This happens from time to time. You are impressed by a principal or kindergarten teacher or PTA and are thrilled to get a seat in the school and then you find out that that person is retiring or moving on. What does that mean for the program? You should never pick a school because of any one person, or just by the test scores, or because of a program or grant. There are many factors that should go into your determination of a good school for your child. Stats famously fluctuating, budgets are cut, grants run out and staff (no matter how much you feel that you depend on them) have their own lives.
A good school, like any good workplace, will have a solid leader, the principal, who is the educational and fiscal leader of the school. They should also be a terrific communicator who will support their staff while attending to the needs of the families AND encouraging parents to engage and support the school. I would like to make the case that a good boss is also a good delegater. There may be coaches in the school who specialize in math or literacy who can support the teachers, vice principals who may be good with the budget or talented grant writers. The teachers should be encouraged to search for more effective ways to bring learning to their classrooms and they may be spear heading projects. It could be possible that there are great dictators who do everything themselves, and if that is the case in a school, it would be a disaster if there was a regime change, but my guess is that a good school is so much more than just one person.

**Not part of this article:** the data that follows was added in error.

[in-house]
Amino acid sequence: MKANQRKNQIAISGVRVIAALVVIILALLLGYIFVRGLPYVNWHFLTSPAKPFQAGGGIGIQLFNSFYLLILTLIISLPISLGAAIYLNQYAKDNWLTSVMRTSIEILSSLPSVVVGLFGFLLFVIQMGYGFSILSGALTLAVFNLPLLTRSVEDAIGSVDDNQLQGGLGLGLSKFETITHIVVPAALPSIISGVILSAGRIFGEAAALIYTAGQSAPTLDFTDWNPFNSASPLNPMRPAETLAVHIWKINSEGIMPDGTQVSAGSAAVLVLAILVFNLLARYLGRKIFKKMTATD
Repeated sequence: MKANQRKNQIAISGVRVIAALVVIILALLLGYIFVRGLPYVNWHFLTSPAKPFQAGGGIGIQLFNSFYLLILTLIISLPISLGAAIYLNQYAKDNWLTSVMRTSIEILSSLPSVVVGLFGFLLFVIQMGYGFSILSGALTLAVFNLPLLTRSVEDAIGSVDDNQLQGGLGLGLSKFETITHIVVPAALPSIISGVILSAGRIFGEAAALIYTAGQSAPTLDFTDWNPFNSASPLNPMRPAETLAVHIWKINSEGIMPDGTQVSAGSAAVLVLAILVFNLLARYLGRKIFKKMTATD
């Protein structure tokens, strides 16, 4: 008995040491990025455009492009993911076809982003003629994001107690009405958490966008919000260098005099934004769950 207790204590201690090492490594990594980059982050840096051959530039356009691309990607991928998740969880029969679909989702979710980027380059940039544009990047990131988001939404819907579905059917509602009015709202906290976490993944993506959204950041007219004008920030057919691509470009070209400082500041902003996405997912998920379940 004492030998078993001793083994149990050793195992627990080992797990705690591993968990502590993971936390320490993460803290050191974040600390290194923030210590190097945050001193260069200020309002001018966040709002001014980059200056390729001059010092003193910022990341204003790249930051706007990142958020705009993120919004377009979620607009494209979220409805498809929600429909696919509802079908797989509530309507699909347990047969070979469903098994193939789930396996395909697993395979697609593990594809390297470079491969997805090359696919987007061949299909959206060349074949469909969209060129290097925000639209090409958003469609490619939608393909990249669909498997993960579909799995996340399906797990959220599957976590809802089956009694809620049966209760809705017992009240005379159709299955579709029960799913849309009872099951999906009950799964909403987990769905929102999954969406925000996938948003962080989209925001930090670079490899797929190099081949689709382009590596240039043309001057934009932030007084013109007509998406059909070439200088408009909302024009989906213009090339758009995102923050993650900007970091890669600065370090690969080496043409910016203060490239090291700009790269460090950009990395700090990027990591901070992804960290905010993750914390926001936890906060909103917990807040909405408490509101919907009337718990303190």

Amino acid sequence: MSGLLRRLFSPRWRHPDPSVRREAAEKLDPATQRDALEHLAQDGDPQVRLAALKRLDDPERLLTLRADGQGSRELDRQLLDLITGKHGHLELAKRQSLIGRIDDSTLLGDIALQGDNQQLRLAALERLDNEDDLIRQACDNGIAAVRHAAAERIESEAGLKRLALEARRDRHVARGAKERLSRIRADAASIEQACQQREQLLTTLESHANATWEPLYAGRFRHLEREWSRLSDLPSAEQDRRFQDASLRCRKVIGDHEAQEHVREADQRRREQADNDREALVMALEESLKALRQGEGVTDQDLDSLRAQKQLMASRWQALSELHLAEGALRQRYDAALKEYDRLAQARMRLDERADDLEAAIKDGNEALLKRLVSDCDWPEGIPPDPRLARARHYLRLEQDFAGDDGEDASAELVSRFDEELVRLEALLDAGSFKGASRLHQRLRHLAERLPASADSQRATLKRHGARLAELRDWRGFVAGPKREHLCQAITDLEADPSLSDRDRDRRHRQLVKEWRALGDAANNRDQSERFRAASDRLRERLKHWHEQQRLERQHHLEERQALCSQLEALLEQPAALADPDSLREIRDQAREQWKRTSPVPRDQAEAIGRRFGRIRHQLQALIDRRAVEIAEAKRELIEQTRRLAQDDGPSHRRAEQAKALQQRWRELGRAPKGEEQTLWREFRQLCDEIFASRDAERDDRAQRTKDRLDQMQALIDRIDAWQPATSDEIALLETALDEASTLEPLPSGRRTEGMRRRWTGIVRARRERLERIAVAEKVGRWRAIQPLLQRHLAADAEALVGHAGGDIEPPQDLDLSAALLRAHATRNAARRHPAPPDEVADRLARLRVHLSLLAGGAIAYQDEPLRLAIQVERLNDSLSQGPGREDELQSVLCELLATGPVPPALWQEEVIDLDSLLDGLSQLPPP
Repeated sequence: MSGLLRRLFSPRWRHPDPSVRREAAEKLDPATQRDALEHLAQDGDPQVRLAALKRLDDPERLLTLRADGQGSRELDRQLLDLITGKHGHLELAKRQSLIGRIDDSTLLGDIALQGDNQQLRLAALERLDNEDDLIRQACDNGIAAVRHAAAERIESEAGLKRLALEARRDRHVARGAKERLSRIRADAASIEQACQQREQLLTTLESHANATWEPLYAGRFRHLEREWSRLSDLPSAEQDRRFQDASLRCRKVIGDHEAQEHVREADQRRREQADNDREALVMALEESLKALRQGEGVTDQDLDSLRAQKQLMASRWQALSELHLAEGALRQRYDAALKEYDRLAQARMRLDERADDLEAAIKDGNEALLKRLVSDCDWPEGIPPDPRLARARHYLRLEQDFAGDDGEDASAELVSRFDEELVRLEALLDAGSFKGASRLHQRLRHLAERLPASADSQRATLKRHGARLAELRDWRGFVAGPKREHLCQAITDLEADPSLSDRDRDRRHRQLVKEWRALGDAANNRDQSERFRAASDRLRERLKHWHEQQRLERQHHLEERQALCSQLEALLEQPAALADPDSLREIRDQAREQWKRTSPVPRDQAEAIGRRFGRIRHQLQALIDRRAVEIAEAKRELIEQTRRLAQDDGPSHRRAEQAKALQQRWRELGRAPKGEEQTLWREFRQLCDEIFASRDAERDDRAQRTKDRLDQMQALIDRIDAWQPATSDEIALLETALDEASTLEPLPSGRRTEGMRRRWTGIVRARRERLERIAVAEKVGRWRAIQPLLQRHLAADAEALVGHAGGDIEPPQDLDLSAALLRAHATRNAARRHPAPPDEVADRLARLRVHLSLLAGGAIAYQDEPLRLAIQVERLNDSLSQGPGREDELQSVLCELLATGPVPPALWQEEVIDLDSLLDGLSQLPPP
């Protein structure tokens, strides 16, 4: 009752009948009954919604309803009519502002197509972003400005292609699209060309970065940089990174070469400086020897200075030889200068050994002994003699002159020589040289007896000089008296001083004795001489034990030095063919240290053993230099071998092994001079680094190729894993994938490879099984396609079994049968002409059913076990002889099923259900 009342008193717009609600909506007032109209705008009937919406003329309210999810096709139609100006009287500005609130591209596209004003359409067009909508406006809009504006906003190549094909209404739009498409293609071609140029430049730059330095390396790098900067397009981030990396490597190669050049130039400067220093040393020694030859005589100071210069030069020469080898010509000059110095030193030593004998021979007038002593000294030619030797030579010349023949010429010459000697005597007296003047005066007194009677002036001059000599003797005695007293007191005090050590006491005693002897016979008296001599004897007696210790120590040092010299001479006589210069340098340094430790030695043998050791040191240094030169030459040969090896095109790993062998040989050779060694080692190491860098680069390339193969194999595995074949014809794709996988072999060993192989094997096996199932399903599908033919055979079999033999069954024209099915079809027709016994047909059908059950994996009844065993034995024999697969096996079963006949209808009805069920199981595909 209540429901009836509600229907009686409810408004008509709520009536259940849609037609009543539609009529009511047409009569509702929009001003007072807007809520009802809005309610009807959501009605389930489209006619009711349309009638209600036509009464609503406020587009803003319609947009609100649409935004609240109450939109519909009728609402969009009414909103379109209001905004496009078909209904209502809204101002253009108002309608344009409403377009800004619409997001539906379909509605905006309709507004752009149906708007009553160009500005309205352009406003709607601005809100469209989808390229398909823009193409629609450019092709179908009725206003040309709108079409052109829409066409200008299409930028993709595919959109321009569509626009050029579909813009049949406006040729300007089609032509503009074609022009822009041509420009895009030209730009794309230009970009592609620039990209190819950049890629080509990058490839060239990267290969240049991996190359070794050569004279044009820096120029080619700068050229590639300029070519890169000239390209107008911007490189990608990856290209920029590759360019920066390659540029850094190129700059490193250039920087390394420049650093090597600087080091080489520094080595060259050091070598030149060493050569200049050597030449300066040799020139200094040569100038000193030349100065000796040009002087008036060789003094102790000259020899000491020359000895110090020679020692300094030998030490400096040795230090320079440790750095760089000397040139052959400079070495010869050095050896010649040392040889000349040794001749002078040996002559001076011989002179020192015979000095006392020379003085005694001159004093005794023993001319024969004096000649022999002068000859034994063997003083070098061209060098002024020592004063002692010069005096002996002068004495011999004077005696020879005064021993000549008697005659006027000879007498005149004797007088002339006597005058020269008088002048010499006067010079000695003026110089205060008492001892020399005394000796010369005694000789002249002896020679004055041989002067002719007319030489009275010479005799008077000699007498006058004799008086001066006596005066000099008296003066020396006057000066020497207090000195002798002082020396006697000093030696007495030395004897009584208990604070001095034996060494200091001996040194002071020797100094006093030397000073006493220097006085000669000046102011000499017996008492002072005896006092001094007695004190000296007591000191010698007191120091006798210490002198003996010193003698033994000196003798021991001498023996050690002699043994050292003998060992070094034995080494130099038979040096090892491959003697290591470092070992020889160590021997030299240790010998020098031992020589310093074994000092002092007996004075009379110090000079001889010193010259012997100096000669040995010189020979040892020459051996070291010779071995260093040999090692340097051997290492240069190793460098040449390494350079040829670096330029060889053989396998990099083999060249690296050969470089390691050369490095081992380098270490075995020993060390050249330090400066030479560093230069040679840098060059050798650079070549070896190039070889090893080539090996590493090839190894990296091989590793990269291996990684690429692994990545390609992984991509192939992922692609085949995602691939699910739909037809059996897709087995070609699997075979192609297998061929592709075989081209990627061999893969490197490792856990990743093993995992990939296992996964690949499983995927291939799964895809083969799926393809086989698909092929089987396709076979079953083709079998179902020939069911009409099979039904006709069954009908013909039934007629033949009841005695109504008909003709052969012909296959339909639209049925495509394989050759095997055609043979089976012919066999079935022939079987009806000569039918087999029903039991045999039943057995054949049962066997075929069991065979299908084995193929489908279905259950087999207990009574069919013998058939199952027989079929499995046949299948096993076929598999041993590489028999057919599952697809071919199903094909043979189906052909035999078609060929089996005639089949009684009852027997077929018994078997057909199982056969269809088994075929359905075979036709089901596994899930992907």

A good principal will take pride in developing or maintaining a great school. If a principal leaves, after all that hard work (and it is an incredibly challenging job), they are going to leave the school in the hands of a trusted custodian of their legacy. There may be a vice principal within the school or a colleague from another school who is tapped to apply for the job. When a principal leaves there will be an interim acting principal until the school can go through the C30 hiring process. The interim acting principal may or may not want the permanent job. It is not automatic that the vice principal from within a school becomes the principal. The C30 committee is made up of teachers and parents and administrators from the school. The job is publicly advertised and the C30 committee interviews and votes on the applicants. If the school community is in accord this is a pretty smooth hiring process.
There will always be an adjustment period with a new leader. Some long term teachers may take the opportunity to retire. The principal may make some staffing and procedural changes. Many very well regarded neighborhood schools have weathered many administrative changes and have grown in strength and popularity and there are times when a new principal placement can breathe new life into a program.